If you have life insurance or investments arranged by a self-employed financial adviser or insurance broker, it may not be long before you're dealing with a new face.
Experts say new regulations are pushing "one-man band" advisers out of business.
Since the introduction of the Financial Markets Authority (FMA), advisers have had more paperwork in the form of increased compliance and reporting requirements, and new standards for ongoing training.
Apex managing director James McGhie said the increased workload was too much, particularly for sole traders. In the past three months his insurance brokerage had bought the client lists of three advisers. They expect to acquire more this year.
"With the additional compliance requirements ... [advisers] were doing a day job anyway, so they have to look at other options," he said.
Many sole traders were choosing to join forces in adviser networks, or sell their client bases to larger firms.
Nigel Tate, president of the Institute of Financial Advisers, said advisers had started working in groups which enabled them to hire a compliance manager to work between them. "This is probably ideal," he said.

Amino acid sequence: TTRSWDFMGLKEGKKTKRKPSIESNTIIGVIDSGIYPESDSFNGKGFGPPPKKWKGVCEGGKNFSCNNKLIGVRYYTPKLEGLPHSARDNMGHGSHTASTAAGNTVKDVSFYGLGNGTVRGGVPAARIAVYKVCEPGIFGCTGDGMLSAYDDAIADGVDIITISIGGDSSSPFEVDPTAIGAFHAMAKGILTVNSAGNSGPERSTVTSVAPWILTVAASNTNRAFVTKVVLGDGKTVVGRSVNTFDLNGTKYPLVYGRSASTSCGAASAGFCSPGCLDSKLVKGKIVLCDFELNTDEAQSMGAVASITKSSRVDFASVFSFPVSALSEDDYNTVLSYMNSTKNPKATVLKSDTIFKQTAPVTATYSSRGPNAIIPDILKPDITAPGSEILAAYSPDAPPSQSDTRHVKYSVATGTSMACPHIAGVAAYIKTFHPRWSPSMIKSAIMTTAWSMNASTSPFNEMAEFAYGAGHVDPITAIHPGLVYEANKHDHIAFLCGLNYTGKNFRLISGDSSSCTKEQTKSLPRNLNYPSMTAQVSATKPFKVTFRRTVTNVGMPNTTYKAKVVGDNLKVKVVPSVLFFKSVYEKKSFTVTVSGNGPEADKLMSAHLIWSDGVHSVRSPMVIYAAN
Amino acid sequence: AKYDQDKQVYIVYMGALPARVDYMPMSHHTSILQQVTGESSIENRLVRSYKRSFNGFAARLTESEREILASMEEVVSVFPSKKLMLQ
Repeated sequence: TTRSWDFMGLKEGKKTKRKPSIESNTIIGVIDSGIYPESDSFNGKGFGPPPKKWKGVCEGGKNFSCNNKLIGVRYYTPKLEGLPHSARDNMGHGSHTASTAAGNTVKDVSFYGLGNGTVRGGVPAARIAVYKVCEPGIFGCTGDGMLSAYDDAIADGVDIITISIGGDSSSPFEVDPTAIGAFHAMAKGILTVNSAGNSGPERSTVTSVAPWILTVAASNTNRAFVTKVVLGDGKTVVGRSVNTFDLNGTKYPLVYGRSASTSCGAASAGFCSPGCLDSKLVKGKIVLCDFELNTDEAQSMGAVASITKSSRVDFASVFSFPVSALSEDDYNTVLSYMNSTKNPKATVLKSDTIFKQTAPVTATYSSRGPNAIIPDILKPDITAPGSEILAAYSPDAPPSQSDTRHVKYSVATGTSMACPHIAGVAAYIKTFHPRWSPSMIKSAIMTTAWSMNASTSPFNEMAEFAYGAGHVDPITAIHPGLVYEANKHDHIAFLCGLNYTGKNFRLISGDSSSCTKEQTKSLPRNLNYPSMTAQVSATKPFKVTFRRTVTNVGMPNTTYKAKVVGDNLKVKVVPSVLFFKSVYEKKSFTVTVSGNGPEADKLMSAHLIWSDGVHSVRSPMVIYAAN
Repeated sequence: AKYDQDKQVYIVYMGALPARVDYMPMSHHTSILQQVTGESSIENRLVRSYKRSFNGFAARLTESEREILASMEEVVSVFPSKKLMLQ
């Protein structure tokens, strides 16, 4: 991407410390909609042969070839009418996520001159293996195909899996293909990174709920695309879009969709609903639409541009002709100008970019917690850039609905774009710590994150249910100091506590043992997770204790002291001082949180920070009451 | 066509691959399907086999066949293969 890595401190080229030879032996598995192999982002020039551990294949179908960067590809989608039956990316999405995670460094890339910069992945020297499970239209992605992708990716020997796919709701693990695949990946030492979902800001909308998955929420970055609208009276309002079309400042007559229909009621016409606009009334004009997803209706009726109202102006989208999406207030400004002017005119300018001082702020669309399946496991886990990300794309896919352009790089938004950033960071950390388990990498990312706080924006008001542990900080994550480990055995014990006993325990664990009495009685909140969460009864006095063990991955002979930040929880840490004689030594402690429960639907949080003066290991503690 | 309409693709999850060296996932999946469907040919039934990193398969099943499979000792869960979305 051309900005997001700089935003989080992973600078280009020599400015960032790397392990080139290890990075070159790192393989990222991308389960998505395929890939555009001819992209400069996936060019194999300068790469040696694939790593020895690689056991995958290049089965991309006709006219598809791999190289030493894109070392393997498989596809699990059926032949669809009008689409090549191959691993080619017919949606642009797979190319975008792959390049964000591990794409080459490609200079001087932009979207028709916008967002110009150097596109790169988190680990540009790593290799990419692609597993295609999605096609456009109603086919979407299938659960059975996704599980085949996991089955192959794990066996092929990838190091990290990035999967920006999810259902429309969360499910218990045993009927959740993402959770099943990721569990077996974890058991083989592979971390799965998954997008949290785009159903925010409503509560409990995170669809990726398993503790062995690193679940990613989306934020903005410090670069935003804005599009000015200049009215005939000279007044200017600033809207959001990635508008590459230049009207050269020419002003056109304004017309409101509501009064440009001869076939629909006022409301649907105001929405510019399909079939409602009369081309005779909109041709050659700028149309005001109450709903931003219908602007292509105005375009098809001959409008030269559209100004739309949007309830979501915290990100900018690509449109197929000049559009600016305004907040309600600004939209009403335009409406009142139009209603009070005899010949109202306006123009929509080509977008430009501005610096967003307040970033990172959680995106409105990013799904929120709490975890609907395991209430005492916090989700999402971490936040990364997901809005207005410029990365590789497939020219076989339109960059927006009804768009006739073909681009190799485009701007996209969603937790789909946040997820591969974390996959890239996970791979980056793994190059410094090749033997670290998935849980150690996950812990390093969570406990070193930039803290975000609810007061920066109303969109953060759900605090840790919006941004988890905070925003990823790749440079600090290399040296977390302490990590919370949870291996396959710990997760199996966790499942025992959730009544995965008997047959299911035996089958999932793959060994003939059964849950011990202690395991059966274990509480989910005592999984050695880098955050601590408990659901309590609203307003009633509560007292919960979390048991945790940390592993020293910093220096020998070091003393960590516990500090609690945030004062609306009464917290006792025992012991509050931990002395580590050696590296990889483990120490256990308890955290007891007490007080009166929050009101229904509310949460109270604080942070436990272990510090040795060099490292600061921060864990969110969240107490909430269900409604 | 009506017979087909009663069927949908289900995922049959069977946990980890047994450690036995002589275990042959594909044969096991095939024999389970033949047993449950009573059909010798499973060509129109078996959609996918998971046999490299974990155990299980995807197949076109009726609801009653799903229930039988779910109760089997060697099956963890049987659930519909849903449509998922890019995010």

Others were joining support structures run by insurance companies or fund managers.
Glenn Wheeler, previously operating as Wheeler Financial Services in Auckland, sold his practice to Apex. Administration requirements had crept up to the point where he was spending 60 per cent of his day on paperwork: "I wasn't selling, so I wasn't generating revenue."
The 50-year-old was not ready to retire and the Apex deal meant he could focus on selling, which was what he enjoyed.
Tate and Wheeler both knew of older advisers who had opted for early retirement because of the changes.
McGhie said big American brokerage firms were also eyeing New Zealand brokers.
"We have seen the two largest insurance brokers [Aon and Crombie Lockiewood] recently consolidate their position with significant purchases putting them into a different league than the rest of the industry."
Tate said the requirements on registered financial advisers could become more stringent.
An agreement between the FMA and its Australian counterpart came into effect last Friday.
Australian standards were tougher, he said, and it was likely New Zealand's would have to match them.
But McGhie said the changes were not a bad thing for consumers. Customers who stayed with small operations could find their choices restricted.
"Insurers' compliance costs are increasing and they can no longer deal with everyone as they used to," he said.